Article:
Education & Career Trends: February 27, 2023
Curated by the Knowledge Team of ICS Career GPS
- Excerpts are taken from an article published on psychologytoday.com
Doing a digital detox is a common approach to overcoming distractions and excessive use of technology. There are also digital detox trip packages that, as you would expect, reserve you a room at a resort where technology is prohibited, but they are typically quite expensive.
The ship has already left port, though, as we live in a technologically advanced, networked society. Most individuals find that shutting themselves off from technology makes them suffer since they lose touch with their loved ones and friends. Cutting oneself off from technology prevents knowledge workers from accessing crucial business communications and information.
On our devices, our attention spans are brief.
People usually shift their attention between applications, websites, and gadgets throughout the day, according to an observed pattern of technology use (averaging 47 seconds of attention on any screen). Such rapid attention switching might exhaust us since it puts our thoughts on overdrive. Years of studies have demonstrated that such quick switching between tasks causes more mistakes, lower performance, and greater stress. Although we may believe that notifications or other interruptions are the reason we change our focus, we are just as likely to interrupt ourselves.
Many people are unaware that cognitive fatigue makes us even more prone to disruptions, such as notifications, advertisements, or internal urges to check social media or email. On the other hand, when we have enough mental resources, we can focus for longer periods of time and better withstand distractions, even those that come from within. Knowing when you are at your most focused and taking appropriate breaks are two of the simplest strategies to gain control over your attention. For most people, the common times are between mid-to-late afternoon and approximately 11 a.m. However, it depends on their chronotype—whether they are an early bird, a night owl, or a moderate type.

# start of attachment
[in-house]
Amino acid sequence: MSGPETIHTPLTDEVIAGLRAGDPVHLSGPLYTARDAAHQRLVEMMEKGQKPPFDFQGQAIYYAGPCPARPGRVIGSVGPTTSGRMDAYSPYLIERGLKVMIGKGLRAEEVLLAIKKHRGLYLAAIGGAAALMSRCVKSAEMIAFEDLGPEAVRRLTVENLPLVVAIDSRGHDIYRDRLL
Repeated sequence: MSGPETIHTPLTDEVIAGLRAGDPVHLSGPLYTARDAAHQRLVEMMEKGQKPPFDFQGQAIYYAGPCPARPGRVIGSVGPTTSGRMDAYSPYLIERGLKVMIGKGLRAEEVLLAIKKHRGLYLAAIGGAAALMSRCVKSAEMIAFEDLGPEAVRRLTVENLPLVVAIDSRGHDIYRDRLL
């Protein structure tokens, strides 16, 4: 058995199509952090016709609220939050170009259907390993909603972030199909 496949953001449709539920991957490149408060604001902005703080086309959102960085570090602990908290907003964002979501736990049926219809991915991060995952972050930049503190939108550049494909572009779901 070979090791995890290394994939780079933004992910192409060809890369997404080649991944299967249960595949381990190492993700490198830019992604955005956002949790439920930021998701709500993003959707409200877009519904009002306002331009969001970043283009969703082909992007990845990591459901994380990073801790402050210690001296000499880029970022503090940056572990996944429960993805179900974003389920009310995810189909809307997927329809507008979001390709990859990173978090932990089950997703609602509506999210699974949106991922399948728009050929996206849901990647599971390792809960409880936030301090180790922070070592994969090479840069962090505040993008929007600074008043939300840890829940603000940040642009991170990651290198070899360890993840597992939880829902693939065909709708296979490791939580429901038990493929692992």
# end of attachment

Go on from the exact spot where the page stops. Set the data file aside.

Instead of merely scheduling things, plan your day.
When we organise our days, we typically arrange chores back-to-back to cram as much as we can into each day. So how about planning your day holistically, taking into account both your high and low points in terms of mental energy? Plan your most crucial tasks—those that call for the greatest thinking and imagination—during the times when your attention is most alert.
Moreover, schedule meaningful breaks throughout your day so that you have time for reflection, meditation, physical movement, or other simple activities that will help you refuel. Catching up on email is not a genuine break; we frequently skip taking a true break in the belief that if we simply work a little bit longer, we’ll get more done. Going outside and taking a walk outdoors is the finest break of all.
The best break of all is to go outside and take a walk in nature. If circumstances don’t allow—say, if the weather is bad—then getting up and moving around is also a good break.
You can use a “hook” to get you to stop, such as engaging in a simple activity for a short period of time to unwind before a challenging encounter.
Starting the day after a night of sound sleep, which offers you a full tank of mental resources, is one of the most crucial things we can do to improve our attention. Our attention spans shorten when our sleep debt (the total amount of time spent sleeping less than your recommended amount) increases over days. We tend to spend more time engaging in sedentary pursuits like social media because we lack the mental capacity to concentrate on demanding tasks.
Therefore, think about planning your day to command your attention by putting in time for good-quality breaks and purposefully arranging your hard work for when you are at your best. When you utilise your devices, you’ll be less distracted and get more done.
Have you checked out yesterday’s blog yet?
(Disclaimer: The opinions expressed in the article mentioned above are those of the author(s). They do not purport to reflect the opinions or views of ICS Career GPS or its staff.)